Growing Business in The Middle East – Overcome the Challenges with Arabic Translations

Growing Business in The Middle East – Overcome the Challenges with Arabic Translations

The Middle East, for over five to six decades, has been one of the largest manufacturers of opportunities for visionary entrepreneurs sensing them and making every necessary effort to grow.

Culturally and geographically, The Middle East covers a vast geographical area. On the eastern front, it includes the UAE, Oman, Yemen, Saudi Arabia, Bahrain, Qatar, Kuwait, Iran, and Iraq. Further, towards the northwestern part, you have countries like Jordan, Syria, Turkey, and Cyprus. Besides, the region also covers a few countries from Africa, such as Morocco, Libya, Sudan, Algeria, Tunisia, and Egypt.

But the Middle East, as we know, is predominantly an Arabic market. So, alongside a business strategy that defines your uniqueness in the Middle Eastern market, you need an appropriate linguistic strategy helps you connect with the target audience, and opens access to a vast Arabic speaker base of over 400 million people across all the above countries.

Nevertheless, English to Arabic translation is not as apparent or straightforward. They involve a range of complexities that need linguistically, culturally, and technically correct solutions. So, if you want to capitalize on all the business opportunities in the Middle Eastern region, know some of the challenges of Arabic translations, and overcome them to ensure translational accuracy.

7 Things to Consider while Translating from English to Arabic

Arabic’s expanse includes countries touching bordering the eastern Atlantic Ocean across the west coast of Africa to countries on the coast of the Indian ocean. Thousands of miles, millions of people, and, therefore, many linguistic complexities to deal with for every business owner who aspires to make it big in the Arab world! What are the challenges? Let us proceed to look at them.

1. Every country has its Version of Arabic

Arabic is a multi-dialect language. Every country that speaks Arabic has its version (written as well as verbal), and which constitutes the first complexity while translating content into Arabic. For instance, Egyptian Arabic is different from that of the Algerian.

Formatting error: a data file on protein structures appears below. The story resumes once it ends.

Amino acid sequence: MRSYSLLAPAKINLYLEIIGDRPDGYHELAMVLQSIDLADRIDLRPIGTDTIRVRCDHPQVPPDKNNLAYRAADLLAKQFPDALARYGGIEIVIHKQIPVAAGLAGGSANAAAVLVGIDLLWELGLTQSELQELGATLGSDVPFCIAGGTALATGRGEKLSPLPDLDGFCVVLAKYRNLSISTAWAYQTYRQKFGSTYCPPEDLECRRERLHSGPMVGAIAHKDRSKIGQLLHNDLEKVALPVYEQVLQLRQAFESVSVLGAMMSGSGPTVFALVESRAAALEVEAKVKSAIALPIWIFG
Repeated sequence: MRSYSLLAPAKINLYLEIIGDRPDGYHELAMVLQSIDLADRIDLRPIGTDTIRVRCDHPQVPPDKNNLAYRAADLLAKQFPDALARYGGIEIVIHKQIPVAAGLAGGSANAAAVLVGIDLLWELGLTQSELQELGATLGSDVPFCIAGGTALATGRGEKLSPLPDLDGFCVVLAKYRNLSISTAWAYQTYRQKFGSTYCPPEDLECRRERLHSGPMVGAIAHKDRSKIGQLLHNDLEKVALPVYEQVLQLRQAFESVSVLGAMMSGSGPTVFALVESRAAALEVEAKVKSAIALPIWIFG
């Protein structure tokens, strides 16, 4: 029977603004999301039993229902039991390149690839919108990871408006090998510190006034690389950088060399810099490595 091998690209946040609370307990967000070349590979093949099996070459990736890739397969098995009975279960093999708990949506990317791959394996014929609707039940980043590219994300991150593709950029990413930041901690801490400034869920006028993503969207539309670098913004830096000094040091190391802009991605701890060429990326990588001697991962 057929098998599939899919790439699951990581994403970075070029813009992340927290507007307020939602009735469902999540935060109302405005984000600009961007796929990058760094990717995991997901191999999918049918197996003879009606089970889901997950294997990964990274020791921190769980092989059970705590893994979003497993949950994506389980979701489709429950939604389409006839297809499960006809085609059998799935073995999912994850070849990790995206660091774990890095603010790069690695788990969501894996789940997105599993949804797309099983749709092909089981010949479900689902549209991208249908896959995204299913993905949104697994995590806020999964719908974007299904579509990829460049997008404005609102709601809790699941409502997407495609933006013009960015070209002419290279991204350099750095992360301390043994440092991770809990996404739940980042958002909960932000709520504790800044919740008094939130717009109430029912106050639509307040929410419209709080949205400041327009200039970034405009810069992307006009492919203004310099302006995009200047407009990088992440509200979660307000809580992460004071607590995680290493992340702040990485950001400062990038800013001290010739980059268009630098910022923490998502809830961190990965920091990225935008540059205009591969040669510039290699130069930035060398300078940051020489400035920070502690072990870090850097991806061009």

The one translation fits all approach doesn’t work while dealing with Arabic, particularly when you target a specific region, or country, or a market. Your business must speak the version of the Arabic that the people in the country speak. Besides, you must also ensure that you apply the right spellings, use the correct alphabets to ensure local accuracy.

Alongside the use of appropriate phrases and local words to help people relate with your content also is necessary. It enables you to establish connections with the local prospects.

To ensure regional accuracy, and relevance, you must team up with a company that has a pool of regional Arabic resources that know what works in the local territory, and what doesn’t.

2. English Words that don’t have an Arabic Equivalent

Another significant area of concern is that many English words, especially the modern ones that don’t have an Arabic equivalent. And, even if you try to translate forcefully, or precisely transliterate, your young prospects, perhaps, will not understand it, or only wonder about the meaning.

For instance, let us consider the word selfie, a modern word that evolved with the emergence of mobile phones. So, it is evident that selfie won’t have an Arabic equivalent or the one that sounds as relevant.

If you transliterate it, the resultant is صورة ذاتية (Surah Thatiya). Now, the word may sound linguistically correct. However, it doesn’t connect as much. It may compel your reader to wonder, Surah Thatiya!?

The moral of the story is, you’ll come across many such untranslatable English words that don’t have an Arabic equivalent. The solution here is to know the context and use words that your target audience would understand and relate with.

3. An Extensive Set of Vocabulary

Arabic is a Semitic language with over 12 million words compared to English, which has only a million. Besides, while English has 26 alphabets, Arabic has 28. So, your Arabic translator must possess a broader set of vocabulary to ensure the appropriate use of words, to avoid repetition, and to deliver a rich content experience to the prospects.

An experienced Arabic translator with a proven track record and the expertise in translating for a wide range of contexts, documents, and businesses must constitute your choice. It will help you leverage the full range of vocabulary of the language relevant to your business.